[2] i.e., something that prevents him from being held blameworthy of his offence.

al-Ma’ribi’s Letter to al-Hajuri

This beautiful letter from Abul-Hasan al-Ma’ribi to Yahya al-Hajuri was first shown to me a few weeks ago by a friend on Facebook; may Allah reward and bless him. Considering who it’s written by and who it’s addressed to, I thought it might be a good one to share here on my blog. In my opinion, the letter is pretty significant and just goes to show just what kind of man al-Ma’ribi is, especially given the history between the two.

The fight he fought against those who ostracized and demonized him was never about him or his reputation. He fought the fight to stand up for the truth, for what’s right. Examples like this are what has earned the shaikh my utmost respect and admiration. I, for one, probably wouldn’t have even written a single word of sympathy if I were him and had their situations been reversed, I highly doubt al-Hajuri would have afforded al-Ma’ribi the same kindness. For those who don’t know, al-Hajuri was one of the main instigators of the turmoil and among the first to stir up controversy about al-Ma’ribi. He was a major player in tribulation that engulfed and consumed the Salafis for the better part of the last decade; the effects of which still linger up until today.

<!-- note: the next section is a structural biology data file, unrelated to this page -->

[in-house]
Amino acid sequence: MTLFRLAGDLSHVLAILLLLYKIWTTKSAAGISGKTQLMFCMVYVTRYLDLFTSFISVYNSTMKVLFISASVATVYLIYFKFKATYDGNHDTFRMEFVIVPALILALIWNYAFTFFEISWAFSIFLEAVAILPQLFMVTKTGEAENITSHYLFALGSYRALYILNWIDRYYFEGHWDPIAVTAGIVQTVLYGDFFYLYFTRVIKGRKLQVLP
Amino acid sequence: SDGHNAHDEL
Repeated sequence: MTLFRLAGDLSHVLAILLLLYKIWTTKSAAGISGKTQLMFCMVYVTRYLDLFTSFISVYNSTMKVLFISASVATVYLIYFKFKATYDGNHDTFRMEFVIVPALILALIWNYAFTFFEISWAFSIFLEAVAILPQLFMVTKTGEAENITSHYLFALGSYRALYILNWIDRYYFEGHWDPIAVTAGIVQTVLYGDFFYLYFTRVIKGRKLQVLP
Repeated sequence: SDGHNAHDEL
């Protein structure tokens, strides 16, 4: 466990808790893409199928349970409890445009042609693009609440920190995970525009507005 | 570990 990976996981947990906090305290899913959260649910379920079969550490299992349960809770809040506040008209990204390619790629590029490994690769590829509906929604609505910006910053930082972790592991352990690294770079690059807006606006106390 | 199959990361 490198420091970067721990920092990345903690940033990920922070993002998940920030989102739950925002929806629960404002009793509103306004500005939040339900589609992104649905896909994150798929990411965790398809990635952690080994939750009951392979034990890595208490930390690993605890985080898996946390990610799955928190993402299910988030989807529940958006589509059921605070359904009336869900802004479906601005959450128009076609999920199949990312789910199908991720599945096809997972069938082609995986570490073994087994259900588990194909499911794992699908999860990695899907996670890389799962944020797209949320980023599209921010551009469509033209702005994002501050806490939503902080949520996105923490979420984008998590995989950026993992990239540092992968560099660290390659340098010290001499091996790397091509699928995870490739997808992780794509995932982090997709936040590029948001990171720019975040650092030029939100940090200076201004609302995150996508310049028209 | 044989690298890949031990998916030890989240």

I’m pretty sure that most of you who come across this post already know about the current situation regarding Dammaj. Among the casualties of this latest siege of the village by the Shi’i Huthis, was al-Hajuri’s son, Abdur-Rahman. After the jump is the letter al-Ma’ribi wrote to al-Hajuri after finding out about his loss.

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Ibn al-Qayyim on Dealing with Errors and Those Who Commit Them

In Madârij as-Sâlikîn, Imam Ibn al-Qayyim, may Allah have mercy on him, had alluded to some of the escapades of the opponents[1] and said,